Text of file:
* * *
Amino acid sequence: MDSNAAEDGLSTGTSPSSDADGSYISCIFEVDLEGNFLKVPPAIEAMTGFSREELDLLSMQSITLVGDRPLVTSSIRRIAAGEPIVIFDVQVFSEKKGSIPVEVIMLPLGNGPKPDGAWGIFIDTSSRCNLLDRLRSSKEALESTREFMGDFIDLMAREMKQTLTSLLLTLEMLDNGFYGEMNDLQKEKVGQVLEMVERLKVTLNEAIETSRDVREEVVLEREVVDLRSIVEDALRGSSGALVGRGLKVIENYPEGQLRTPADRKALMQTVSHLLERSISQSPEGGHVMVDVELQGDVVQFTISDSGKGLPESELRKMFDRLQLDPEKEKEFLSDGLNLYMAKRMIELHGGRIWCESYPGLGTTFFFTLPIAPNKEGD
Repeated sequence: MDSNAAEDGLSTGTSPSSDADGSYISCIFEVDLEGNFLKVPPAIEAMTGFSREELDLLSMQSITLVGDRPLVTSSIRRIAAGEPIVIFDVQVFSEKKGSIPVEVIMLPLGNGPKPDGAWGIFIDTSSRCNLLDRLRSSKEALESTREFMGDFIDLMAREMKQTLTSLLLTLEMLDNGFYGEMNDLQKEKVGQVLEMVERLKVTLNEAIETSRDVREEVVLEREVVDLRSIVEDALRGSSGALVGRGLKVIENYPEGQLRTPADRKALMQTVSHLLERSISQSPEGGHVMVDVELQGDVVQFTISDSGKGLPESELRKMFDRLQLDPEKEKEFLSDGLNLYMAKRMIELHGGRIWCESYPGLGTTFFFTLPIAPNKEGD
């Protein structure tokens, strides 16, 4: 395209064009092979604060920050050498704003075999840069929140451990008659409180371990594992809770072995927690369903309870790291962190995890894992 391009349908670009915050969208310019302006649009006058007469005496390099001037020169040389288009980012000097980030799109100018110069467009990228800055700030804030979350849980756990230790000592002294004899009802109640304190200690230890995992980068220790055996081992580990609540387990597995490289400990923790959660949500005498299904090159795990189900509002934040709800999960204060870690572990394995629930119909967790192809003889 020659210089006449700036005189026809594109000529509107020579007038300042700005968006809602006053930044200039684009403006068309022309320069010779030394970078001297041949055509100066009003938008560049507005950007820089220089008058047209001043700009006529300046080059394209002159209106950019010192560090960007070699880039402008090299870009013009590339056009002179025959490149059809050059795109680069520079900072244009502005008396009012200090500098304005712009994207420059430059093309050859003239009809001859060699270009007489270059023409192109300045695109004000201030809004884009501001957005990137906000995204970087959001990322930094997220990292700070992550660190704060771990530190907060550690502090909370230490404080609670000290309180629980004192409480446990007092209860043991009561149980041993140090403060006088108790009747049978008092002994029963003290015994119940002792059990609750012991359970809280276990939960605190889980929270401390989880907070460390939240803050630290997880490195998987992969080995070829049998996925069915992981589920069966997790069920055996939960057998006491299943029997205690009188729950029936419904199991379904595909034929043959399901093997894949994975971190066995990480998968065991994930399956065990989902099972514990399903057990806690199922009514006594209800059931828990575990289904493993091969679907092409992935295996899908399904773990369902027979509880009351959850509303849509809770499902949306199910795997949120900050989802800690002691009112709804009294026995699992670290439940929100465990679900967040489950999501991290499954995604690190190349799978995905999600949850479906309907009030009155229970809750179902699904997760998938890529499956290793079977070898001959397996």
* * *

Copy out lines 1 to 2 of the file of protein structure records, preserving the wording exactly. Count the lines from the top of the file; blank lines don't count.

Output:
Amino acid sequence: MDSNAAEDGLSTGTSPSSDADGSYISCIFEVDLEGNFLKVPPAIEAMTGFSREELDLLSMQSITLVGDRPLVTSSIRRIAAGEPIVIFDVQVFSEKKGSIPVEVIMLPLGNGPKPDGAWGIFIDTSSRCNLLDRLRSSKEALESTREFMGDFIDLMAREMKQTLTSLLLTLEMLDNGFYGEMNDLQKEKVGQVLEMVERLKVTLNEAIETSRDVREEVVLEREVVDLRSIVEDALRGSSGALVGRGLKVIENYPEGQLRTPADRKALMQTVSHLLERSISQSPEGGHVMVDVELQGDVVQFTISDSGKGLPESELRKMFDRLQLDPEKEKEFLSDGLNLYMAKRMIELHGGRIWCESYPGLGTTFFFTLPIAPNKEGD
Repeated sequence: MDSNAAEDGLSTGTSPSSDADGSYISCIFEVDLEGNFLKVPPAIEAMTGFSREELDLLSMQSITLVGDRPLVTSSIRRIAAGEPIVIFDVQVFSEKKGSIPVEVIMLPLGNGPKPDGAWGIFIDTSSRCNLLDRLRSSKEALESTREFMGDFIDLMAREMKQTLTSLLLTLEMLDNGFYGEMNDLQKEKVGQVLEMVERLKVTLNEAIETSRDVREEVVLEREVVDLRSIVEDALRGSSGALVGRGLKVIENYPEGQLRTPADRKALMQTVSHLLERSISQSPEGGHVMVDVELQGDVVQFTISDSGKGLPESELRKMFDRLQLDPEKEKEFLSDGLNLYMAKRMIELHGGRIWCESYPGLGTTFFFTLPIAPNKEGD